Office for Data Analytics

A significant group met at Sunderland Software City last week to move on the proposal for an Office for Data Analytics.  I say significant but I can’t tell you how many there were.  Perhaps there were twenty five or thirty.  There was a photo taken if you need to count them.  A smaller group of us had met on several other occasions to look at setting up an office that focuses on the role of data in solving problems across the region.  I think the idea came from something similar in New York.  The whole thing was supported by NESTA.

We had settled on trying to do something around the role of data in tackling alcohol abuse and the people there were those who were interested in this aspect as well as the data.  NESTA recognise that data has some sort of role to play in public sector challenges and had set out two objectives.

Objective 1: to prove the value of sharing, analysing and acting upon public sector data at a region wide scale.

Objective 2: to assess whether a permanent Office for Data Analytics could benefit the North East.

During the day we were to try and come up with a small number of challenges which we could get our data teeth into and prove the case (or not).  To be a good challenge, apparently, requires six things:  It needs to be simple; It should be a specific and well defined problem; There needs to be actionable insights that are within our control; With a series of interventions with short term measurable results; Good data non personal needs to be available; A minimum viable information product must be definable.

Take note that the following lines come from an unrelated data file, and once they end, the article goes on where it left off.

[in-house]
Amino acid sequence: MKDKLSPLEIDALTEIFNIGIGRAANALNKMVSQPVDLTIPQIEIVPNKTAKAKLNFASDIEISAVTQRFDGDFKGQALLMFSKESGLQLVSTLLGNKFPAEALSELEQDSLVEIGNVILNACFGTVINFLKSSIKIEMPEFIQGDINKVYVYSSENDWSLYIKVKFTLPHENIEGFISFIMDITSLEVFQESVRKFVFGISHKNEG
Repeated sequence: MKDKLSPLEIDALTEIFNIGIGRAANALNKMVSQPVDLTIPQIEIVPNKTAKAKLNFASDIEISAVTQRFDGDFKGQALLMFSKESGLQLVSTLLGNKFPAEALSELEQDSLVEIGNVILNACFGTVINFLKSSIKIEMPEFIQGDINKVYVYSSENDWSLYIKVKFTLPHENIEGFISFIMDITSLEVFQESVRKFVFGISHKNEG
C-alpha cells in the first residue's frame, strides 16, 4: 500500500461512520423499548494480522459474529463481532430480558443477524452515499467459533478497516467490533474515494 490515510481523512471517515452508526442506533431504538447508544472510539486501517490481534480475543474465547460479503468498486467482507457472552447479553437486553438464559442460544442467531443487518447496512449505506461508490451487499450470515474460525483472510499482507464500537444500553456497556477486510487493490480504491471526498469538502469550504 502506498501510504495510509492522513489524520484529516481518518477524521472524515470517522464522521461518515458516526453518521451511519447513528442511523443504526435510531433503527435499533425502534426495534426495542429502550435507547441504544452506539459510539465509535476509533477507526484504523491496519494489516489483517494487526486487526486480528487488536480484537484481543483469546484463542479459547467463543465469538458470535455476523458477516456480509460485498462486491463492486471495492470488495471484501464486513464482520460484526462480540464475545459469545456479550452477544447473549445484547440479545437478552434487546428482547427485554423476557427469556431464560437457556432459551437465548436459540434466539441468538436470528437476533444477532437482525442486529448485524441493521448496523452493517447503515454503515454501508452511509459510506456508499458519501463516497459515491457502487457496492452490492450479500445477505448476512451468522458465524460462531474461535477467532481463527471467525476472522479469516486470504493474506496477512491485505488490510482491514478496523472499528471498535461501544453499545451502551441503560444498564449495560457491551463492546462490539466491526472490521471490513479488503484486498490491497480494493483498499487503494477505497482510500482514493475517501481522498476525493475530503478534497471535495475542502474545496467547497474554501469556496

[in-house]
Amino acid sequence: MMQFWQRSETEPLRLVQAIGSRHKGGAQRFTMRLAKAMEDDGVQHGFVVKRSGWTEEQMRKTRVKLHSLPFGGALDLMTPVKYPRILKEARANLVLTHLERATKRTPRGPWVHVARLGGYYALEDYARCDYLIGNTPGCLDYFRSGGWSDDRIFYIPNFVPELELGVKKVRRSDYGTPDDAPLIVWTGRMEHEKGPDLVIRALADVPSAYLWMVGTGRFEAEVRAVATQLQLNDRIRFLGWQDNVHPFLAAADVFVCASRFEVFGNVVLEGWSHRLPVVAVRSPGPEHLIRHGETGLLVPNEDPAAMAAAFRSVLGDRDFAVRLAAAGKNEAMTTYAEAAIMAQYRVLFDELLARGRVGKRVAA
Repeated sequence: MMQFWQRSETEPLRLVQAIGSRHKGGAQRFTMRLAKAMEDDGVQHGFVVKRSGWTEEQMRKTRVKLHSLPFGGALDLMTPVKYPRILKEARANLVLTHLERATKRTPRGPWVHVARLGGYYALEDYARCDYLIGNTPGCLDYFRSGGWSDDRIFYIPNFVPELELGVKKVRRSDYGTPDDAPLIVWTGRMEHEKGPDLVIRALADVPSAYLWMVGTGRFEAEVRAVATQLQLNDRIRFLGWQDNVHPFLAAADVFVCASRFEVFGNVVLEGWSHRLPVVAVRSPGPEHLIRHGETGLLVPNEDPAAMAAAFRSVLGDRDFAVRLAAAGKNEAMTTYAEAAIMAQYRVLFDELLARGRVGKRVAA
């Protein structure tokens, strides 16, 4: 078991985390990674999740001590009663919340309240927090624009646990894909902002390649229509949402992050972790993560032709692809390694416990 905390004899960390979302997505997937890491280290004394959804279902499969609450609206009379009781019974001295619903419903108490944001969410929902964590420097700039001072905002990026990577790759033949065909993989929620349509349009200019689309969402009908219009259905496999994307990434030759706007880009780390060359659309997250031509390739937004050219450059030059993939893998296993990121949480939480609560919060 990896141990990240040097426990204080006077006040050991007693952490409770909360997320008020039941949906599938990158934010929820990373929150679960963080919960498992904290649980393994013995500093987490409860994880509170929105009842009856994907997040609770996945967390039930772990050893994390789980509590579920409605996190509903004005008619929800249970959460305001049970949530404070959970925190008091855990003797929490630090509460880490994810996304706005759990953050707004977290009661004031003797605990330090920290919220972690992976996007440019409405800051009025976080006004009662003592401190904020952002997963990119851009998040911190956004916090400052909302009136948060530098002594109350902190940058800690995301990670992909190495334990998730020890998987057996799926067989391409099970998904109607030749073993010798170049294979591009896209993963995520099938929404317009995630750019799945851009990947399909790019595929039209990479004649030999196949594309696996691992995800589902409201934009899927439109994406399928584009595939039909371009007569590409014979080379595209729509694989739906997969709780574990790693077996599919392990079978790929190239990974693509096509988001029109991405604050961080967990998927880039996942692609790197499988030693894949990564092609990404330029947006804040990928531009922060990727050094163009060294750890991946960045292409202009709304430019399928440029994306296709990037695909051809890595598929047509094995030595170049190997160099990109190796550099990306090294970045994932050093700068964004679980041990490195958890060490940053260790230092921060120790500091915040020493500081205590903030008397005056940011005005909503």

Five questions had been posed at a previous meeting and we split into groups to look these.  My group addressed the sale of illicit alcohol.  Each of the groups tried to frame two questions about how they would use data to provide valuable insight and then we got to vote on the best three.  My group came up with using data to prove if there was a link between alcohol abuse and illicit alcohol (I suspect there isn’t) and using data to identify the sources of supply.  Our group didn’t get the votes to go forward.

I learned a lot at the event.  Firstly, I found out that in Sunderland there is only one Super Output Area (SOA) in which there were no providers of alcohol.  Providing a link between supply and abuse would therefore be difficult.  More importantly I found that it is very hard for people to think outside of their own position and not to present their current solutions as the only way forward.  I also found that these are extremely hard issues to try and come to terms with.

I am still of the view, however, that rather than finding a solution to a problem we should be looking to bring data together to provide insights that we may well not be looking for.

As John Locke said from Lost, ‘The best way to find something is to stop looking’ but that’s a whole different ball game.

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